Well..

The Meteor was a modified Merlin and was a petrol engine.. there was a deliberate intention to move to diesel in the late 60s as soon as the logistic changes could be made. The "multi fuel" idea was, I agree a stupid, moon on a stick requirement, however there was no suitable UK diesel truck engine at the time. The Patton had a Continental AV1790, not a Cadillac, which was a petrol engine at the time, although a turbo diesel version was produced later. Are you seriously suggesting a UK tank used a Soviet engine in the 60s... I said that no suitable engine was in production at the time.. not that they did not exist!

I cannot comment on the pack change issue, however I know there was much disquiet at the choice of the top entry pack chamber at the time. and the decision not to combine the power pack with the final drive..
 
#49
I can still remember such stacking of jerry cans in Arsbeck, that was 76-78. Always wondered what that was for, as the RAF got all its fuel via railway tankers, loads of them.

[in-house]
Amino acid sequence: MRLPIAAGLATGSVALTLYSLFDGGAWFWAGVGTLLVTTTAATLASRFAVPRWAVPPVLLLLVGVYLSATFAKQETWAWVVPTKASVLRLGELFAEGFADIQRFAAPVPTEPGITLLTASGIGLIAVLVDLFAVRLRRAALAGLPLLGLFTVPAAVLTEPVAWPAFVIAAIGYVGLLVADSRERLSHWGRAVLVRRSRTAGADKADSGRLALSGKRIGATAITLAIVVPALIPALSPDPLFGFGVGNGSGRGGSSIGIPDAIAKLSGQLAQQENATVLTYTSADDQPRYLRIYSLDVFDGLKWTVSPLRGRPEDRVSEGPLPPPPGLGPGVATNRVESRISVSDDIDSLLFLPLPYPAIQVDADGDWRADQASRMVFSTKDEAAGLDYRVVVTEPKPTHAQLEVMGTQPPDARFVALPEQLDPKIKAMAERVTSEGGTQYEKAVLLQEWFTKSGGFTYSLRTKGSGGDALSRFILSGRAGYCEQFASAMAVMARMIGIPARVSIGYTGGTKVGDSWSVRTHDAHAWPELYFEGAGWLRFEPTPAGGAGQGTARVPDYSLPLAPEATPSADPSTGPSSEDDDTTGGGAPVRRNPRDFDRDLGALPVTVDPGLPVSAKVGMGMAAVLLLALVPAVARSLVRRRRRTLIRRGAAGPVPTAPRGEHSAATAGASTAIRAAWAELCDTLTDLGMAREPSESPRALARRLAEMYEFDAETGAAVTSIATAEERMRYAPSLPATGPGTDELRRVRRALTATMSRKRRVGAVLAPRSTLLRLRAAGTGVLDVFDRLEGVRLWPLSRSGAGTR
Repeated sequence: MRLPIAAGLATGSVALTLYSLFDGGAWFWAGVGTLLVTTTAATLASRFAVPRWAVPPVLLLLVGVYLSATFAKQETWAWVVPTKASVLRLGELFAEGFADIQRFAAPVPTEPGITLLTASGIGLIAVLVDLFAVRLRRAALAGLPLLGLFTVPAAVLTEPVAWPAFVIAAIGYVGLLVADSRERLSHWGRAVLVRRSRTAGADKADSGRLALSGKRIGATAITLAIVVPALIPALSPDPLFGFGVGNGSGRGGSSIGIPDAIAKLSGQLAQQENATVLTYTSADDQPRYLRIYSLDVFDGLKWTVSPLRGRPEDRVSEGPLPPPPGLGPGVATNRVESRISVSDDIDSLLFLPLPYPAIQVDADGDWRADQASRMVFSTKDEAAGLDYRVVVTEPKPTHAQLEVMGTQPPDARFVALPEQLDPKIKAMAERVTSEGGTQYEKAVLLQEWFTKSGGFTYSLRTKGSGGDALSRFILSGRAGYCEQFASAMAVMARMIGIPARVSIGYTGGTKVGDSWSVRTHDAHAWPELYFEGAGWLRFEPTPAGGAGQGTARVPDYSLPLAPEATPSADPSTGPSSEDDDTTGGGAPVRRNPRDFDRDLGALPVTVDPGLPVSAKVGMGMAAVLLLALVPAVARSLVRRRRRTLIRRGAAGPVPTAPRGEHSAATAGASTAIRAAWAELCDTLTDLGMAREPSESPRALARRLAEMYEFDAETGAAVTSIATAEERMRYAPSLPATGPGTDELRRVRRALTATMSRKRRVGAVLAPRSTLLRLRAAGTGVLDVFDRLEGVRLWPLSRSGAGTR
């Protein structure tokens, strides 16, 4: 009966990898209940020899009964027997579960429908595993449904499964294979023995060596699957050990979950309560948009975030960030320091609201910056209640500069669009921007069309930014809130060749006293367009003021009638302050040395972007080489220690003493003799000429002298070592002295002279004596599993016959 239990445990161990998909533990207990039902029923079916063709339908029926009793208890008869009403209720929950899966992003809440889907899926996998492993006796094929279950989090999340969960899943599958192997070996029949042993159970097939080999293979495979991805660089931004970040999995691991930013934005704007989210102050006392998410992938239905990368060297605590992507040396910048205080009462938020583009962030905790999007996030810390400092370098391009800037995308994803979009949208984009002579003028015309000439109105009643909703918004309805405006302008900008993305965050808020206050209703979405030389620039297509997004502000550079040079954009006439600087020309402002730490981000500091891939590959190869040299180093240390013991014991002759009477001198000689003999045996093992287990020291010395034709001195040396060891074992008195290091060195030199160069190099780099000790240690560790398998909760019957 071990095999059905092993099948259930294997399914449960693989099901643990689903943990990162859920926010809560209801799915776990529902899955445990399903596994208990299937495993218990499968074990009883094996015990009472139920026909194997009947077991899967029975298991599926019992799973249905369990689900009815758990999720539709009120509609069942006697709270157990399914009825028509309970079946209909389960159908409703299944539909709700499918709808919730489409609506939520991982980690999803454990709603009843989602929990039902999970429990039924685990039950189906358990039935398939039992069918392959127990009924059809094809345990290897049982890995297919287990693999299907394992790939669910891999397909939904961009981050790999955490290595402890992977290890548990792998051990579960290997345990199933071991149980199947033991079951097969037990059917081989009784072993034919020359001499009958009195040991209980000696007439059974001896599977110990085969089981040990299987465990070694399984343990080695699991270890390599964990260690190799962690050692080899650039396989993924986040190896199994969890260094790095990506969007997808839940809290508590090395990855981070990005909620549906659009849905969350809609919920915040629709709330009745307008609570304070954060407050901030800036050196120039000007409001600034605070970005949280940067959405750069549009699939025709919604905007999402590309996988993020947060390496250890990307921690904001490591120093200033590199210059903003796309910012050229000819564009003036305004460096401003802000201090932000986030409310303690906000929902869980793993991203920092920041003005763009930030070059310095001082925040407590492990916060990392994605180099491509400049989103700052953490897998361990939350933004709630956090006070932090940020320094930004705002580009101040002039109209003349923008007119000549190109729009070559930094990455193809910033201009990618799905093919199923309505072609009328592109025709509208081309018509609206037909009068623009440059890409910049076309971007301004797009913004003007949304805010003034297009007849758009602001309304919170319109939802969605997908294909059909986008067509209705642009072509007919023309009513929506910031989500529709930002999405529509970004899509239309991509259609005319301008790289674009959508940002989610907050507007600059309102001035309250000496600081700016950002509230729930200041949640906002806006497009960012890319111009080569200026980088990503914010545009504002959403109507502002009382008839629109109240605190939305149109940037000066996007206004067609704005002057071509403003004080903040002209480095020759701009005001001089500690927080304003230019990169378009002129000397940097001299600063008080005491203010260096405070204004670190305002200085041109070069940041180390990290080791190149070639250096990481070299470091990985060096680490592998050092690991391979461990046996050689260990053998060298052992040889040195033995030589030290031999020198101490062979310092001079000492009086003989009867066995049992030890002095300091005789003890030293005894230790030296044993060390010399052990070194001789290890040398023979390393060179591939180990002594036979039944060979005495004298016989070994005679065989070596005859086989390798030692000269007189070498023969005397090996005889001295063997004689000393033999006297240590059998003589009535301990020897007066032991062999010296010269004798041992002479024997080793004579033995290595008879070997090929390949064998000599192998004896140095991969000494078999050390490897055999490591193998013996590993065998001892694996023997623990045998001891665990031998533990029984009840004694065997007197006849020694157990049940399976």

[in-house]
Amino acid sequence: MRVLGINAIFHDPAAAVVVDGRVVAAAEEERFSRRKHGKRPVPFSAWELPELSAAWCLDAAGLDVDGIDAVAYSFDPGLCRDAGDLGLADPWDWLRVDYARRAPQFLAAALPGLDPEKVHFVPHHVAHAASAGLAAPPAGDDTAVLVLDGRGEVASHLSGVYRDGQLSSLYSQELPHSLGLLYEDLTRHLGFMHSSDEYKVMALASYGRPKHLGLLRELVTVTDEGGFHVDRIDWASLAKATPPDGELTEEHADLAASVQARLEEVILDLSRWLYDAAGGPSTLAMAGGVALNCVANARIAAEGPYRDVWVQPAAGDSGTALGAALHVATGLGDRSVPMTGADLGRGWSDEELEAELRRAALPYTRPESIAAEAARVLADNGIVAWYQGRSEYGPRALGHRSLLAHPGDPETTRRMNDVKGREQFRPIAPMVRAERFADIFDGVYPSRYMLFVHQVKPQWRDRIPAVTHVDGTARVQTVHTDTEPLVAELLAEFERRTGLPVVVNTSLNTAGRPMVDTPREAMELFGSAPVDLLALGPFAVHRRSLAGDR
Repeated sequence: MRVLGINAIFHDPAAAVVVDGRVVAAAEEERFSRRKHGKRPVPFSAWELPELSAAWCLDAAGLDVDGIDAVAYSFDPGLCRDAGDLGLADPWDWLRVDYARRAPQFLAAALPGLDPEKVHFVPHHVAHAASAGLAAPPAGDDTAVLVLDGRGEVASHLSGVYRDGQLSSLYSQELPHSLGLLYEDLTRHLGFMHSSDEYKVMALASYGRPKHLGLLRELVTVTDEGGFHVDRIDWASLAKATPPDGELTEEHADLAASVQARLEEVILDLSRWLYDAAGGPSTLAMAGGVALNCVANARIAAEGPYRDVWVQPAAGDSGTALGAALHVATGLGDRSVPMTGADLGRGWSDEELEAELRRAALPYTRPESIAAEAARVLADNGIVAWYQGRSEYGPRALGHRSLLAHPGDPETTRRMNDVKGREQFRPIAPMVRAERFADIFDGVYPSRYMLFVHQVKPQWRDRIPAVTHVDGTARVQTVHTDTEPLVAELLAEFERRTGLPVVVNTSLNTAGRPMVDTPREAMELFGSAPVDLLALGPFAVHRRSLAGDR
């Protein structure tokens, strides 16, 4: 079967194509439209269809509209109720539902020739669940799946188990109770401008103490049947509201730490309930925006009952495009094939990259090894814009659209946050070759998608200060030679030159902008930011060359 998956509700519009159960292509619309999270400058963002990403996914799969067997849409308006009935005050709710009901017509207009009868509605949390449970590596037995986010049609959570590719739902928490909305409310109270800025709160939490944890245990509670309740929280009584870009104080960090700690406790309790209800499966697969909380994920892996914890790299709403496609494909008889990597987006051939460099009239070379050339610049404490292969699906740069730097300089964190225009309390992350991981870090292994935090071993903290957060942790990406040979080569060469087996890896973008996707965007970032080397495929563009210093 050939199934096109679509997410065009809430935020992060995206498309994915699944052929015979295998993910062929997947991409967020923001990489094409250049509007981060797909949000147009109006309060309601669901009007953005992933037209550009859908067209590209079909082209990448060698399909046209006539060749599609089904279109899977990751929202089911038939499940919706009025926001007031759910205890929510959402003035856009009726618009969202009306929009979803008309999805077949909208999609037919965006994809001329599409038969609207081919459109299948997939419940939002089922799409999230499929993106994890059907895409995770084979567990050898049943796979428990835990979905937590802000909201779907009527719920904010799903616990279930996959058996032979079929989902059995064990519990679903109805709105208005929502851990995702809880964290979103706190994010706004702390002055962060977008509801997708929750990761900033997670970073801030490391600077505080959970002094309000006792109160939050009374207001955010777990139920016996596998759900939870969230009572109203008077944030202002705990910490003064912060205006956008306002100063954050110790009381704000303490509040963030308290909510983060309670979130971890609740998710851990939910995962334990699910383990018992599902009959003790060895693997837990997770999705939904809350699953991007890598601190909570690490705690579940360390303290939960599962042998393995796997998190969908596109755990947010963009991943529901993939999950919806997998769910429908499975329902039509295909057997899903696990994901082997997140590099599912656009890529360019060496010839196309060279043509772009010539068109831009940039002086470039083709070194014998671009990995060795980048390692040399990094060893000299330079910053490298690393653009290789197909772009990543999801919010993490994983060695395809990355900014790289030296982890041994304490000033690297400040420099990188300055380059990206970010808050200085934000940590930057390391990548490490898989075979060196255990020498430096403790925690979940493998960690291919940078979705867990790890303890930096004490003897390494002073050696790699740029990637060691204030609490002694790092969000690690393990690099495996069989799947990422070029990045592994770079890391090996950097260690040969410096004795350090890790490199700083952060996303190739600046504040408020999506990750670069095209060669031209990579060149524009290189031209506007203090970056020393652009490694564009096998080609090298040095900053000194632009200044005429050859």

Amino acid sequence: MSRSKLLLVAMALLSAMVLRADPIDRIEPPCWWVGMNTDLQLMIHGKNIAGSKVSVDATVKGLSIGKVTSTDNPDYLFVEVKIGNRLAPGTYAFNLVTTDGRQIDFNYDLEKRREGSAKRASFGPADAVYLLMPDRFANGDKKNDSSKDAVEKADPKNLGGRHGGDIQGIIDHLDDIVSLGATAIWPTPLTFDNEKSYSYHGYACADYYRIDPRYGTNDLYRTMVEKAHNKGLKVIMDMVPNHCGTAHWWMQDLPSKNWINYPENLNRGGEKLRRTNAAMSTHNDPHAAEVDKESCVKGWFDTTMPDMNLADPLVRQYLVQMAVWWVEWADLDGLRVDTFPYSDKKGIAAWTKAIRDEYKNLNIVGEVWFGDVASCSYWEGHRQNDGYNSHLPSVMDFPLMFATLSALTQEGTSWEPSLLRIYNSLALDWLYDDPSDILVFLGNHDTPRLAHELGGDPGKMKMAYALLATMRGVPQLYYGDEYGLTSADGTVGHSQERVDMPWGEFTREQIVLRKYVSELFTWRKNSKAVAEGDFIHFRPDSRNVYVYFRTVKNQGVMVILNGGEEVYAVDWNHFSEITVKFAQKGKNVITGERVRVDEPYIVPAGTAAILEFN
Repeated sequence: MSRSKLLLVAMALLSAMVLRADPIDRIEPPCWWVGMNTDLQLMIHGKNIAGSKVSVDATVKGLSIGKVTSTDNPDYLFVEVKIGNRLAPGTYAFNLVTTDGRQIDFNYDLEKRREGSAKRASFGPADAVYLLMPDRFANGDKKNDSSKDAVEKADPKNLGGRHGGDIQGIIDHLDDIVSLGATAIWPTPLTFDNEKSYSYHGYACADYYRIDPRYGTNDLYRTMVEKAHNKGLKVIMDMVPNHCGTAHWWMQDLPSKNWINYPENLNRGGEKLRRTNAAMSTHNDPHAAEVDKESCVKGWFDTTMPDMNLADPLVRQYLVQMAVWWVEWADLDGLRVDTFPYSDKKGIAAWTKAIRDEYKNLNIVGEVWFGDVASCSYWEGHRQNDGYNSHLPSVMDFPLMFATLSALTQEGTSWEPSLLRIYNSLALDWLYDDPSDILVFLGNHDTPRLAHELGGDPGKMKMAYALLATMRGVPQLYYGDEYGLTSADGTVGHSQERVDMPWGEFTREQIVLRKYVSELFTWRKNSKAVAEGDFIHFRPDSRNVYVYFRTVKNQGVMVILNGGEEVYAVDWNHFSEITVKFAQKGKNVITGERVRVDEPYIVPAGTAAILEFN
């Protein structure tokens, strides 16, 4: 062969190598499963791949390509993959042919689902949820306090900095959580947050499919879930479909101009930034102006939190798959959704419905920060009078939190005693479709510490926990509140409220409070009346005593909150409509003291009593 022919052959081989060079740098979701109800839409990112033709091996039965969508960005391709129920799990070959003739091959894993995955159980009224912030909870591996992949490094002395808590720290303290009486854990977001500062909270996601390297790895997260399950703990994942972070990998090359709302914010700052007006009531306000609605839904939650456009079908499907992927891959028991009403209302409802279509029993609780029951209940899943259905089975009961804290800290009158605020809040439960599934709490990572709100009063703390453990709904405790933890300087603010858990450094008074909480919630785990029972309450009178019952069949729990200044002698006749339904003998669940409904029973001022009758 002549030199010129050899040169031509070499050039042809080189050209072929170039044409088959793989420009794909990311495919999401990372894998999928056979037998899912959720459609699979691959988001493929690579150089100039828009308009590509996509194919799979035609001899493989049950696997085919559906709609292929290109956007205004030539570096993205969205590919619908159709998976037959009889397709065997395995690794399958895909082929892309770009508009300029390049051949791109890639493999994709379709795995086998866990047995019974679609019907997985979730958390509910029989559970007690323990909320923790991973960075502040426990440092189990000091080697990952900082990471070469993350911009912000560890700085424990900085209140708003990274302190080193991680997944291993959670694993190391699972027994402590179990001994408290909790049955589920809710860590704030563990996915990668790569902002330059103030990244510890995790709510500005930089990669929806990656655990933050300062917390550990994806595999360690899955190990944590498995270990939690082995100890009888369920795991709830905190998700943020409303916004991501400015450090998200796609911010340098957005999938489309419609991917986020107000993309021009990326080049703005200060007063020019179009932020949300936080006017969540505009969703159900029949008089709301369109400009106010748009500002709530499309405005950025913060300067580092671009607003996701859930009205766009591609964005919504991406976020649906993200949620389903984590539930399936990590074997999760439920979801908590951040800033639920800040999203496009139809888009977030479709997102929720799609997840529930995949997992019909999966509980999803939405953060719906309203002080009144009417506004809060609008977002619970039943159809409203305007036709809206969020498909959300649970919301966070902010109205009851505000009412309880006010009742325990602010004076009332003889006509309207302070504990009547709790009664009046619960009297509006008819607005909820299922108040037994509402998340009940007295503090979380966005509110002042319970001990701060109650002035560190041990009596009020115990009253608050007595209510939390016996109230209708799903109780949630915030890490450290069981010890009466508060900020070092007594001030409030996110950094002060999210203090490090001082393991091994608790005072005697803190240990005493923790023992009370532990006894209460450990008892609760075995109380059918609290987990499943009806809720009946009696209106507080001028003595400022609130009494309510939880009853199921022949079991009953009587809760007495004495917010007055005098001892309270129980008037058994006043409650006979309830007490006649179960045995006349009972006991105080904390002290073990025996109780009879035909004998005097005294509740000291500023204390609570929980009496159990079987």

Not actually true.. most of the RAF fuel was delivered to airfields via CEPS the central european pipeline system, which was built just after the war. Quite a lot of land fuel came from CEPS as well via jerrycan filling points.
 
#50
Not actually true.. most of the RAF fuel was delivered to airfields via CEPS the central european pipeline system, which was built just after the war. Quite a lot of land fuel came from CEPS as well via jerrycan filling points.
Wildenrath and Brüggen both had rail links to the Bundesbahn network. According to the stackers this was part of the fuel supply system. I can't remember if Laarbruch and Gütersloh had such an arrangement.